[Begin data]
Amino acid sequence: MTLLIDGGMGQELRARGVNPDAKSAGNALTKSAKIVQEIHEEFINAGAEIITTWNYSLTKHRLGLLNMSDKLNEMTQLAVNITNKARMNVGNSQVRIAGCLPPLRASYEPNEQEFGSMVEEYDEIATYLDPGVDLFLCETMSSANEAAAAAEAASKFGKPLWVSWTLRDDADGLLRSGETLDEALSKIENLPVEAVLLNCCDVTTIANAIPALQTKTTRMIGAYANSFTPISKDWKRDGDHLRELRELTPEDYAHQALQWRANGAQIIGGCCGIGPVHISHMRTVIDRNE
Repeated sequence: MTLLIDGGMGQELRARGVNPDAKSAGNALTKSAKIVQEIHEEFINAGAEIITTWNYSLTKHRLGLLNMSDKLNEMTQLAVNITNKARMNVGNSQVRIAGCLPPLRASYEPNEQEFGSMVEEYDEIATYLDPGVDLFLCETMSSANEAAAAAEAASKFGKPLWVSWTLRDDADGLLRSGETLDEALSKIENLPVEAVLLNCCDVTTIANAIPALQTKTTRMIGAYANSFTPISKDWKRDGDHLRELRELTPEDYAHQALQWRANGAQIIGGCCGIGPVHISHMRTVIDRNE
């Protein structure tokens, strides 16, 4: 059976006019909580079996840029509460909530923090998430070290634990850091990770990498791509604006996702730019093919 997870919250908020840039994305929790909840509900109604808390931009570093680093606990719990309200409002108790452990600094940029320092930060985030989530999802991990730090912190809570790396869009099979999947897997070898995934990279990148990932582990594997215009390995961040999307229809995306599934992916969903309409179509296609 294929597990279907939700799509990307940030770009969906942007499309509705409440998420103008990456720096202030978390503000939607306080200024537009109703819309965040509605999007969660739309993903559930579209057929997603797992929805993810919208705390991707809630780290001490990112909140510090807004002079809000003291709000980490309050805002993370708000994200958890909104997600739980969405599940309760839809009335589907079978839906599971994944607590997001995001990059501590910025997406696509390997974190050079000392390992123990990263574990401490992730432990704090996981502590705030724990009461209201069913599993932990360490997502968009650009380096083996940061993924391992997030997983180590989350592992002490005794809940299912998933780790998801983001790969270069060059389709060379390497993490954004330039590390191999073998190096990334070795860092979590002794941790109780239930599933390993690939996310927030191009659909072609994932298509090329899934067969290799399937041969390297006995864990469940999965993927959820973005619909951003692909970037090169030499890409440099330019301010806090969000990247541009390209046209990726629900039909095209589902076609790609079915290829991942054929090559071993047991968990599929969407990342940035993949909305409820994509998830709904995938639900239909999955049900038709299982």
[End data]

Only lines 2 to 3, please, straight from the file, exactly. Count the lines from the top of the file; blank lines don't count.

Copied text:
Repeated sequence: MTLLIDGGMGQELRARGVNPDAKSAGNALTKSAKIVQEIHEEFINAGAEIITTWNYSLTKHRLGLLNMSDKLNEMTQLAVNITNKARMNVGNSQVRIAGCLPPLRASYEPNEQEFGSMVEEYDEIATYLDPGVDLFLCETMSSANEAAAAAEAASKFGKPLWVSWTLRDDADGLLRSGETLDEALSKIENLPVEAVLLNCCDVTTIANAIPALQTKTTRMIGAYANSFTPISKDWKRDGDHLRELRELTPEDYAHQALQWRANGAQIIGGCCGIGPVHISHMRTVIDRNE
């Protein structure tokens, strides 16, 4: 059976006019909580079996840029509460909530923090998430070290634990850091990770990498791509604006996702730019093919 997870919250908020840039994305929790909840509900109604808390931009570093680093606990719990309200409002108790452990600094940029320092930060985030989530999802991990730090912190809570790396869009099979999947897997070898995934990279990148990932582990594997215009390995961040999307229809995306599934992916969903309409179509296609 294929597990279907939700799509990307940030770009969906942007499309509705409440998420103008990456720096202030978390503000939607306080200024537009109703819309965040509605999007969660739309993903559930579209057929997603797992929805993810919208705390991707809630780290001490990112909140510090807004002079809000003291709000980490309050805002993370708000994200958890909104997600739980969405599940309760839809009335589907079978839906599971994944607590997001995001990059501590910025997406696509390997974190050079000392390992123990990263574990401490992730432990704090996981502590705030724990009461209201069913599993932990360490997502968009650009380096083996940061993924391992997030997983180590989350592992002490005794809940299912998933780790998801983001790969270069060059389709060379390497993490954004330039590390191999073998190096990334070795860092979590002794941790109780239930599933390993690939996310927030191009659909072609994932298509090329899934067969290799399937041969390297006995864990469940999965993927959820973005619909951003692909970037090169030499890409440099330019301010806090969000990247541009390209046209990726629900039909095209589902076609790609079915290829991942054929090559071993047991968990599929969407990342940035993949909305409820994509998830709904995938639900239909999955049900038709299982």